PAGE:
Then comes this, Collapsible Lung, the most recent LP from Relient K. Released nearly four full years after Forget and Not Slow Down, there is a marked change on Lung that at first appears unexpected and, for some, downright painful to take. It is not an album that can be understood fully upon first listen, however, and having worked through it repeatedly since its release last week, I have arrived at a theory behind the change.

It should be mentioned that in between Forget and Lung came a series of cover EP’s that the band dubbed Relient K is for Karaoke. Released first as two separate EP’s and then as a full length cover LP, the songs are just as the title suggests: karaoke tunes. There is very little originality to the versions here (Gnarls Barkley’s “Crazy” could be a slight exception, although the RK version feels a lot like other rock covers of the tune), and it feels like a karaoke band at one of those fancy karaoke bars where they have a live band. The songs are well executed, but the purpose behind them feels lost in the last of translation. Fun, but nothing new.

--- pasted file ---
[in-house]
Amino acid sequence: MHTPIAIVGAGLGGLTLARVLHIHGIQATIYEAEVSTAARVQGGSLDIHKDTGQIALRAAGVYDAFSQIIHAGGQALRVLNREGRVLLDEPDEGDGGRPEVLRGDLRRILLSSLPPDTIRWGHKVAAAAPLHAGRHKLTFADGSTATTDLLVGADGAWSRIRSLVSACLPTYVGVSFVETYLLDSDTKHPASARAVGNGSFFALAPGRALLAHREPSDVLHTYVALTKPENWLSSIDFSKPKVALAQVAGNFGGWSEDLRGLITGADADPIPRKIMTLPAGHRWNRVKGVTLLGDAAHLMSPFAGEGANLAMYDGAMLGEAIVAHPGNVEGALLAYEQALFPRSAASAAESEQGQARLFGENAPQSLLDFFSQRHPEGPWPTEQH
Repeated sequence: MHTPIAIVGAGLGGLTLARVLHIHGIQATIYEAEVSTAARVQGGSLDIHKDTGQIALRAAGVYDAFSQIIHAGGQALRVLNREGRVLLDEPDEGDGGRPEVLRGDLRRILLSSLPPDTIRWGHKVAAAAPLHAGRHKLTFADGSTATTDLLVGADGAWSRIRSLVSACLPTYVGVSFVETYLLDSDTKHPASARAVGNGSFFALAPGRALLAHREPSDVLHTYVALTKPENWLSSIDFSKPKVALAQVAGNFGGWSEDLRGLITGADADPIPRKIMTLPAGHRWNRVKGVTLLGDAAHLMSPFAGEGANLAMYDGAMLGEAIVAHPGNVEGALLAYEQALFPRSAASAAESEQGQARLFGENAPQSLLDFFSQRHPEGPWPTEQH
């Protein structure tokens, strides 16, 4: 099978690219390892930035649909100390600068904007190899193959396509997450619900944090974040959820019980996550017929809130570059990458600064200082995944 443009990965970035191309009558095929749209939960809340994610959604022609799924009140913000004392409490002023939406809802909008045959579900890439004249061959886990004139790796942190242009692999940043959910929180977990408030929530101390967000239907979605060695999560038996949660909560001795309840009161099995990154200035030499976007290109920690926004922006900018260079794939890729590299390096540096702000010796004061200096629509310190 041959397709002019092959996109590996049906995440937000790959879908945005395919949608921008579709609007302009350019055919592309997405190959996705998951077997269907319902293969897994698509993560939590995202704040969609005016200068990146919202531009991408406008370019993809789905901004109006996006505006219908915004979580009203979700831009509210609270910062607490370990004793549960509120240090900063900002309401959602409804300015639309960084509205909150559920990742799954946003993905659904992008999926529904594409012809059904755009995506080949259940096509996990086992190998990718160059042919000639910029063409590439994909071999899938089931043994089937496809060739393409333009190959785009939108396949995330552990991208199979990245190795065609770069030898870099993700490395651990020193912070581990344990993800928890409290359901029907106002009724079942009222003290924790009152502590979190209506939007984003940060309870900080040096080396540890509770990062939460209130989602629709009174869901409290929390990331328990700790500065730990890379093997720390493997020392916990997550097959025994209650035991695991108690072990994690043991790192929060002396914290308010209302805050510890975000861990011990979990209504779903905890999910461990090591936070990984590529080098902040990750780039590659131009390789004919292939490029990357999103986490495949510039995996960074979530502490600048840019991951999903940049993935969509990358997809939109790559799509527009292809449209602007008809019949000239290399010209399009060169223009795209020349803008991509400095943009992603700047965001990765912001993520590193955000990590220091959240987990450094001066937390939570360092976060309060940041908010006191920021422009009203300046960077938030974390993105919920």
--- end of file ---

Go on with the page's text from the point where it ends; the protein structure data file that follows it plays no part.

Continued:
That being said–and having heard what followed in Collapsible Lung–I do think it makes perfect sense for the band to do what they did. As I said, Forget and Not Slow Down is the heaviest album the band has released so far (content/theme-wise, not sonically speaking), and I can only suspect that the weight of it was something that singer/lyricist Matt Thiessen wrestled with throughout the recording of the album, and probably has, in his own way, since. For a Relient K album, it is pretty brutal, but as a songwriter myself, I know that there was probably a lot of emotion left in the recording studio, emotion that was deemed too personal for the record. I can only imagine that the last thing Thiessen wanted to do was to launch back into the kind of emotion.